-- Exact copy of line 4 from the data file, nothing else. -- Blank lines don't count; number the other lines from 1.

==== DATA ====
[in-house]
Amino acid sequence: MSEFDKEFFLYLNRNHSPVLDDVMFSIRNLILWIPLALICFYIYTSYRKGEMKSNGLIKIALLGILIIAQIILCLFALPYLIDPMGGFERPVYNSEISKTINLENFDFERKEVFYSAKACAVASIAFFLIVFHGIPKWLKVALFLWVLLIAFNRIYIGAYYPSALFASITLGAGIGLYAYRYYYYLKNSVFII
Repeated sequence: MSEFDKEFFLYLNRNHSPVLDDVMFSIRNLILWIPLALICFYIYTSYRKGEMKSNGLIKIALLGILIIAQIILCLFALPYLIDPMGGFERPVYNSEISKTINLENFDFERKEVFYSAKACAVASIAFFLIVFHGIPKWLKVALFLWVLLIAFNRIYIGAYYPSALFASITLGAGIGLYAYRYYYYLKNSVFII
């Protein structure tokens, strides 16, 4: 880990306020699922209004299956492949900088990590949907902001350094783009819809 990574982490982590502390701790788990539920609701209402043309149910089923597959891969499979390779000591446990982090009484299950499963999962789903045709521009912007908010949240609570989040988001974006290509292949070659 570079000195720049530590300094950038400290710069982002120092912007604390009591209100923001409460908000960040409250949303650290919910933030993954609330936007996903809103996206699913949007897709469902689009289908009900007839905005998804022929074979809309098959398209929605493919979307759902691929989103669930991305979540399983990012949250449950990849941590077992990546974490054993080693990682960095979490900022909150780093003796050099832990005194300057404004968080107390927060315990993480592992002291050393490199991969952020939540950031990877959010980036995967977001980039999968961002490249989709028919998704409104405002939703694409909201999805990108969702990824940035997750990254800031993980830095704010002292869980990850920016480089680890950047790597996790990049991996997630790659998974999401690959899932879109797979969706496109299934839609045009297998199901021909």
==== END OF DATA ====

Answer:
């Protein structure tokens, strides 16, 4: 880990306020699922209004299956492949900088990590949907902001350094783009819809 990574982490982590502390701790788990539920609701209402043309149910089923597959891969499979390779000591446990982090009484299950499963999962789903045709521009912007908010949240609570989040988001974006290509292949070659 570079000195720049530590300094950038400290710069982002120092912007604390009591209100923001409460908000960040409250949303650290919910933030993954609330936007996903809103996206699913949007897709469902689009289908009900007839905005998804022929074979809309098959398209929605493919979307759902691929989103669930991305979540399983990012949250449950990849941590077992990546974490054993080693990682960095979490900022909150780093003796050099832990005194300057404004968080107390927060315990993480592992002291050393490199991969952020939540950031990877959010980036995967977001980039999968961002490249989709028919998704409104405002939703694409909201999805990108969702990824940035997750990254800031993980830095704010002292869980990850920016480089680890950047790597996790990049991996997630790659998974999401690959899932879109797979969706496109299934839609045009297998199901021909």